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All Contents © 2017The Kiplinger Washington Editors
By John Miley, Reporter
| September 2013
Throughout its 90-year history, The Kiplinger Letter has forecast scores of technical innovations that revolutionized the way we live and work. In 1959, for example, we wrote about the coming of revolutionary new office machines: copiers and printers. In 1963, we referenced “pocket gadgets” that would allow you to call anyone from anywhere. In 1979, we wrote that future offices would no longer need to store documents in musty file cabinets — they would turn to electronic data storage instead. And in 1987 we forecast that clunky desktop computers would give way to “notebooks.”
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Courtesy Sociometric Solutions
Employee badges with embedded sensors will keep tabs on workers throughout their workday, providing insights on employee behavior that can inspire changes to office design, meetings and more. Excess fidgeting by workers at their desks may suggest it’s time for new office chairs, for example. And lackluster meeting participation may mean meetings need to be shortened or made livelier.
Sensor-collected data by aggregators such as Sociometric Solutions will help managers change workplace practices to boost productivity. Data gleaned from the badges is supposed to be used to illustrate broad workplace trends and not to track individual workers’ behavior. Privacy advocates are skeptical.
Work clothes of the future will be much more comfortable than whatever you’re wearing today. Fabric that will tighten itself to provide more warmth and expand when it senses that you need to cool off will prevent many a future fight over office thermostat settings — saving businesses money on heating and cooling bills. Next-generation apparel will also charge your mobile device and become yet another platform for computing via embedded transistors that will, among other things, devise and display a name tag.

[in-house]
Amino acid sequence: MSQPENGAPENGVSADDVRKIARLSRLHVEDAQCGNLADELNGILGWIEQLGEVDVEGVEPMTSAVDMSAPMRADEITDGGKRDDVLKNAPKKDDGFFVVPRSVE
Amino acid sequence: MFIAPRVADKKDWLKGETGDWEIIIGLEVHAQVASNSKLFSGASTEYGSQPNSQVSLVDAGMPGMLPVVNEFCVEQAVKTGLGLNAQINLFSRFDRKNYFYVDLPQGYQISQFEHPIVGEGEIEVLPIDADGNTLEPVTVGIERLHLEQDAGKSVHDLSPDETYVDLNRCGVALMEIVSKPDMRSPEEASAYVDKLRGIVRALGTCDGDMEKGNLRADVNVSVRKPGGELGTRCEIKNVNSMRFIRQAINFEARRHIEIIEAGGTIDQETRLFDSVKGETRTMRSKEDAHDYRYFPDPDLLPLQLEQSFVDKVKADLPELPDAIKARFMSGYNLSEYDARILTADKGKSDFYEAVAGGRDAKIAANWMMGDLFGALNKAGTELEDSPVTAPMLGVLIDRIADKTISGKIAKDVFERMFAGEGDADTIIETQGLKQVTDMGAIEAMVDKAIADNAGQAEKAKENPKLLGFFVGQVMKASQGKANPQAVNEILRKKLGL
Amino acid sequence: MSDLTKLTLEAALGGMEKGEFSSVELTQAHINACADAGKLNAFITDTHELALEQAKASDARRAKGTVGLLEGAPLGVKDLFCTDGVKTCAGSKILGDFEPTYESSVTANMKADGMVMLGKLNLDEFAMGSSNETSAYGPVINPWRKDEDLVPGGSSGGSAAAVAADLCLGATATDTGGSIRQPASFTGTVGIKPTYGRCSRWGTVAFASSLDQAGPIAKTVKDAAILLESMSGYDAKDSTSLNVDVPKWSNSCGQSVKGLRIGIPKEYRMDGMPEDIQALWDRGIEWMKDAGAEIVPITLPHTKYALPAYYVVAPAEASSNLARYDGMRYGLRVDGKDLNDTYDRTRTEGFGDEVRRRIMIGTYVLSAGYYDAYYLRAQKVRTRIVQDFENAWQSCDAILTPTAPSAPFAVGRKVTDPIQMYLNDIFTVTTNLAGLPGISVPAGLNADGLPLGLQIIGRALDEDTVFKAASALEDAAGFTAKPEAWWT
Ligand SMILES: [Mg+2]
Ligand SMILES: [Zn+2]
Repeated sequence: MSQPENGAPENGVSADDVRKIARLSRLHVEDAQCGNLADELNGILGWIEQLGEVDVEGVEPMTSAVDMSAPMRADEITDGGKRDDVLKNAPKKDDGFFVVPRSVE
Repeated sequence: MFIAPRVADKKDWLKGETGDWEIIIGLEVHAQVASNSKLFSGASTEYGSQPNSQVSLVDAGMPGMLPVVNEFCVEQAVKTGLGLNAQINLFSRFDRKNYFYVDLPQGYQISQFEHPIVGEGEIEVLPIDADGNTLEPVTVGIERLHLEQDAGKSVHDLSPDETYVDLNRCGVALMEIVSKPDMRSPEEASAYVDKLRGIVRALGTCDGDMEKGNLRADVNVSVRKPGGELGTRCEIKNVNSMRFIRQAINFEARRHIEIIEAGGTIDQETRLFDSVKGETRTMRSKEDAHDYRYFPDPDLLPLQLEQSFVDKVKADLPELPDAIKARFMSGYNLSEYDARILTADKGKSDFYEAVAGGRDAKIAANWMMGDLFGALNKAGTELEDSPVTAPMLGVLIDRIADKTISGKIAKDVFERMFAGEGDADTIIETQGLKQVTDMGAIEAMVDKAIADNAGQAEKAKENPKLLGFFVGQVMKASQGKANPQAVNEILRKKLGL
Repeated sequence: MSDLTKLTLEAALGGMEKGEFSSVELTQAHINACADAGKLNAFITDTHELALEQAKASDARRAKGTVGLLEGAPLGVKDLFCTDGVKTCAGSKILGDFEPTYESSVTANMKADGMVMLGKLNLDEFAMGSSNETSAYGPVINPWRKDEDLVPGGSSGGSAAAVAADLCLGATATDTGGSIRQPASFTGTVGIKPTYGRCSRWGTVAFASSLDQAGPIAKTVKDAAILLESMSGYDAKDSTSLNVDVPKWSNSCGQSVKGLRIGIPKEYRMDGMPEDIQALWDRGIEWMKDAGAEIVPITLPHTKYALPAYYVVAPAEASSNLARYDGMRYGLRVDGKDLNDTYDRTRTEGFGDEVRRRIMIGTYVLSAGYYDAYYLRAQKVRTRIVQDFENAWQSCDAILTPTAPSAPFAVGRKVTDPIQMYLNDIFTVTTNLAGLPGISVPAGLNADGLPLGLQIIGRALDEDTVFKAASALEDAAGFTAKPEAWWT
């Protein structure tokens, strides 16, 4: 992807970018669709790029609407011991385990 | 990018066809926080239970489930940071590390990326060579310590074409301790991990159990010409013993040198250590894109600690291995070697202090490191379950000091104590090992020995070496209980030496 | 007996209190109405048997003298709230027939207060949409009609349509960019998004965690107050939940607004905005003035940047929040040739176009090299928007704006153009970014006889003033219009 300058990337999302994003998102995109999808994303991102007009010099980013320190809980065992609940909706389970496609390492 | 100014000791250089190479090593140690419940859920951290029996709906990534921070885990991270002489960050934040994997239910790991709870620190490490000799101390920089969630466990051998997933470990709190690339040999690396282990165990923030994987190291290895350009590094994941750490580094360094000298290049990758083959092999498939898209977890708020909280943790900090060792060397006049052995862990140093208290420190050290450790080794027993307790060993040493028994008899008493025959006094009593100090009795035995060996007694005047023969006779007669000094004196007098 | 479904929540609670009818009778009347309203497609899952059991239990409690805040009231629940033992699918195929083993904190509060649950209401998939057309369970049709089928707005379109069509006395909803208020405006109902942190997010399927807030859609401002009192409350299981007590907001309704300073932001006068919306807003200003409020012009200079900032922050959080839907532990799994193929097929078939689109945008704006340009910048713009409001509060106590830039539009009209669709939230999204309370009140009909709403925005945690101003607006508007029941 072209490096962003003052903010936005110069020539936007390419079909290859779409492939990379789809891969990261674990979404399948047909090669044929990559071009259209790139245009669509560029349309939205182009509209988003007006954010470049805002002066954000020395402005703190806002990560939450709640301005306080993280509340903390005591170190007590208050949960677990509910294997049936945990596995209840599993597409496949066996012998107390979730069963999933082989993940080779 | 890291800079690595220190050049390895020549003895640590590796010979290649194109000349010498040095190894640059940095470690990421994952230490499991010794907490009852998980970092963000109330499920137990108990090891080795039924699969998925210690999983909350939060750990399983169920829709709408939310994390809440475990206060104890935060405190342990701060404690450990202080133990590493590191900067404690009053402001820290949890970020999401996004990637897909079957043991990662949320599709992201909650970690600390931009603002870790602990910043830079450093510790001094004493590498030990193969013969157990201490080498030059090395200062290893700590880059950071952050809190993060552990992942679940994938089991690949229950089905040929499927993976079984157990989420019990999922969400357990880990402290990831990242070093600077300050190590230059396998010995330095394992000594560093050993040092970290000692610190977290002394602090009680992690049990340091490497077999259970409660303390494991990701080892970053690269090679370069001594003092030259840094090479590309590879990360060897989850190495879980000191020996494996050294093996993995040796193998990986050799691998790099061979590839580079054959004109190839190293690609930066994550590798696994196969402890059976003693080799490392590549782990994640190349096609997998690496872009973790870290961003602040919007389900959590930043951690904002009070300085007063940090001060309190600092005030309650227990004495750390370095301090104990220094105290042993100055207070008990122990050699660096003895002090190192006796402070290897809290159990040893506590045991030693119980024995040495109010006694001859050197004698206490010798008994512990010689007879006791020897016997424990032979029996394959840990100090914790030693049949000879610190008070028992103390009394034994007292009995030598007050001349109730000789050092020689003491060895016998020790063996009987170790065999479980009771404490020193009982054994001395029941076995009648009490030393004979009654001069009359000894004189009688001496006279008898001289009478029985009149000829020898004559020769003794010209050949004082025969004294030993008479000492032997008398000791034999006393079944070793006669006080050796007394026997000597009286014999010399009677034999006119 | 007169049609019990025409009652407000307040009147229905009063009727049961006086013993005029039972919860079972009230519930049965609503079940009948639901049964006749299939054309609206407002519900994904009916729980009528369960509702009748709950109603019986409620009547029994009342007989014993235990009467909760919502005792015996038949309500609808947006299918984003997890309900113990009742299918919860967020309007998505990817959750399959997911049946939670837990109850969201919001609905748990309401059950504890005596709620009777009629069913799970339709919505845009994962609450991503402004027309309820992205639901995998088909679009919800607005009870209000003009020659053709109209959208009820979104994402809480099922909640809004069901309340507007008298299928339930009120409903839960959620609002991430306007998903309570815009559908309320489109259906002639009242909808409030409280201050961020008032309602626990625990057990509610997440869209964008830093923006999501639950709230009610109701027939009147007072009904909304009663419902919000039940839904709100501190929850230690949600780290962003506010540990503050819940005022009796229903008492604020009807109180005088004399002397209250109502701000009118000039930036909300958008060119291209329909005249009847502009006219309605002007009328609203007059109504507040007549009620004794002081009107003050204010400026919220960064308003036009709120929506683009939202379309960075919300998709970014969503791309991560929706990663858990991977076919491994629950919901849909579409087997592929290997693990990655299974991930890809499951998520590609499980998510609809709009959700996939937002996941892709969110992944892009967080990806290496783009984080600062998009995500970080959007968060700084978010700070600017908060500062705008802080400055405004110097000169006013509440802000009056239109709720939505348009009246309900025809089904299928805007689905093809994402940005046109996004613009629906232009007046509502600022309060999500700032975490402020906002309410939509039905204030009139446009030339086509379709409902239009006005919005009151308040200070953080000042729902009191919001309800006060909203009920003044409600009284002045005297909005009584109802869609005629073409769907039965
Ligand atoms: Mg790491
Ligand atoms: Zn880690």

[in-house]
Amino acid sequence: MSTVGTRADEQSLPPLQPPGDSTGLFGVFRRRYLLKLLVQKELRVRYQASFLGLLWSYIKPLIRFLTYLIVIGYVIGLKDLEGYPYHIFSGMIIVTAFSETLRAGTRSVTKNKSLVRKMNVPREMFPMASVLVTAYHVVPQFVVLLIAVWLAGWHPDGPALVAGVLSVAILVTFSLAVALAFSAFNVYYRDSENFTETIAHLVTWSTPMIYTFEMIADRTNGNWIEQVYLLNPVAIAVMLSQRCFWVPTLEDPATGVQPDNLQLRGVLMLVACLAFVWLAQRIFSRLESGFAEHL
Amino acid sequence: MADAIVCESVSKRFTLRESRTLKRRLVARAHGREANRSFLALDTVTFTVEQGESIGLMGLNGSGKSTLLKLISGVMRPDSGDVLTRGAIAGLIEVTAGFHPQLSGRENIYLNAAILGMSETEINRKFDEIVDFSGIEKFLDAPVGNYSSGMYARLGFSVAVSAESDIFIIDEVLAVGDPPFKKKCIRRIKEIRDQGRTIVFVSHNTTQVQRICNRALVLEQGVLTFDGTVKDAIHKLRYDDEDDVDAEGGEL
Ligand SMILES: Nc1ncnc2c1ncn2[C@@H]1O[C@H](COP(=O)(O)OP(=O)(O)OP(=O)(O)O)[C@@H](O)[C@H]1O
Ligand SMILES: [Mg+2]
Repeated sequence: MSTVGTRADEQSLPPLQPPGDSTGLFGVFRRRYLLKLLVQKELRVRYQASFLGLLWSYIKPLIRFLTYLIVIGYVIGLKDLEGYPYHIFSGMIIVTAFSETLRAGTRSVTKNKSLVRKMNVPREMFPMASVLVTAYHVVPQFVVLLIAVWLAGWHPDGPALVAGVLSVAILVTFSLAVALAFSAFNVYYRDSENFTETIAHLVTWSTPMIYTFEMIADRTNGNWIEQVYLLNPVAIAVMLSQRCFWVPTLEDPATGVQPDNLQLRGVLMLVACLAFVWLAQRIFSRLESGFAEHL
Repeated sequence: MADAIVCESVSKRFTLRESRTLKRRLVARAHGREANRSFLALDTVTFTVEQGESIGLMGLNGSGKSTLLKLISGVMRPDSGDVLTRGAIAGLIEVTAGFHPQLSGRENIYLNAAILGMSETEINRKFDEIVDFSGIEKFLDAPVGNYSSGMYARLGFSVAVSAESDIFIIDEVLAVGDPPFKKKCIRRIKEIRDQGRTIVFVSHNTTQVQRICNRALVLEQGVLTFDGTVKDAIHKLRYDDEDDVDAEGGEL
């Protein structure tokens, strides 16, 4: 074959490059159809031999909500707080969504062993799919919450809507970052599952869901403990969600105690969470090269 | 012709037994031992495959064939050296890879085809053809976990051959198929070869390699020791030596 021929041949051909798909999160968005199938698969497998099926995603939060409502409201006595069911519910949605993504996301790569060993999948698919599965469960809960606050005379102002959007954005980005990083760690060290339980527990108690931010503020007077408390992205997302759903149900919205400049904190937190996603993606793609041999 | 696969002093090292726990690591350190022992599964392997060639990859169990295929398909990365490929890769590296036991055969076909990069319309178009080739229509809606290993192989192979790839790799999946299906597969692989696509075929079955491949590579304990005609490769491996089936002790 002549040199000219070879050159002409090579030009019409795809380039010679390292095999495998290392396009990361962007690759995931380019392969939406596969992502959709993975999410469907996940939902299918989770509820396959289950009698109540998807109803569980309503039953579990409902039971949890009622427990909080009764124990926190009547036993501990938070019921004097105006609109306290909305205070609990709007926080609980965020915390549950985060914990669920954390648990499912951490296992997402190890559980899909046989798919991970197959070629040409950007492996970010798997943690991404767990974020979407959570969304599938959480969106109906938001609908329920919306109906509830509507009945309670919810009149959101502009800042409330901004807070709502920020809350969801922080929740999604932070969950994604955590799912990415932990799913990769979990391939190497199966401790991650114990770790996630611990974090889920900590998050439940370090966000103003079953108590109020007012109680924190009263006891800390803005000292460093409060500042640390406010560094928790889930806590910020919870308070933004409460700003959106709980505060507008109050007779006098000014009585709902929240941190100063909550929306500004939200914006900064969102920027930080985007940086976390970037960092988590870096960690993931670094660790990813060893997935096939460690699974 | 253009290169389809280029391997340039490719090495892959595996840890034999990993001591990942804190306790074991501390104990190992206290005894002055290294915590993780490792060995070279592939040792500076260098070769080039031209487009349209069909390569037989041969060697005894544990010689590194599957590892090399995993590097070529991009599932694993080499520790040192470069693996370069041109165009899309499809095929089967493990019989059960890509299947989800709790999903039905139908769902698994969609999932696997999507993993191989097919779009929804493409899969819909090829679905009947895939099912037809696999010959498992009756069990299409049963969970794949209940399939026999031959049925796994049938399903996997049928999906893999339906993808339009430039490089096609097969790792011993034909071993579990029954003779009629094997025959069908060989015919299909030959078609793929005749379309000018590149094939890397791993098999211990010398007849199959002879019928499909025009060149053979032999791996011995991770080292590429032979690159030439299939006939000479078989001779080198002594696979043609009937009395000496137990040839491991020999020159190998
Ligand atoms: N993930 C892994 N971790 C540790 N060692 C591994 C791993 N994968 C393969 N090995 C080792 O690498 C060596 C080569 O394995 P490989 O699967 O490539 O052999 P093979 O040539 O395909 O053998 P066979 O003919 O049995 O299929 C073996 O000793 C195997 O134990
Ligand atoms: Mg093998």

Courtesy Double Robotics
Zipping around the office or shop floor with video monitors perched on their heads, robots will provide managers and security personnel with round-the-clock video of what’s going on where and who’s doing what.
The mechanical workers will be capable of stopping and chatting with human counterparts — even joining them for conversation at a lunch table. The interactions will help to boost information sharing and productivity, lessening the need for managers to physically make the rounds. One robot in the works, the Double from Double Robotics, uses Segway-like wheels and can be controlled by an iPad. It weighs 15 pounds and costs $2,000. Another mobile bot, the Ava 500, from iRobot and Cisco, will debut next year. It’ll be powered by autonomous driving software that steers it to a charging station after each use.
20th Century Fox DreamWorks Pictures
Picture Tom Cruise manipulating a computer with his hands in the sci-fi hit Minority Report. Future meeting rooms will feature several computer screens working in tandem. Spatial computing technology will let you fling PowerPoint presentations to screens mounted on different walls with gestures or motion-enabled remote controls. You’ll be able to drag and drop files on different screens and manipulate visual models by waving your hand, nodding your head or even using your eyes. Sales teams will love this new way to “wow” clients during sales pitches.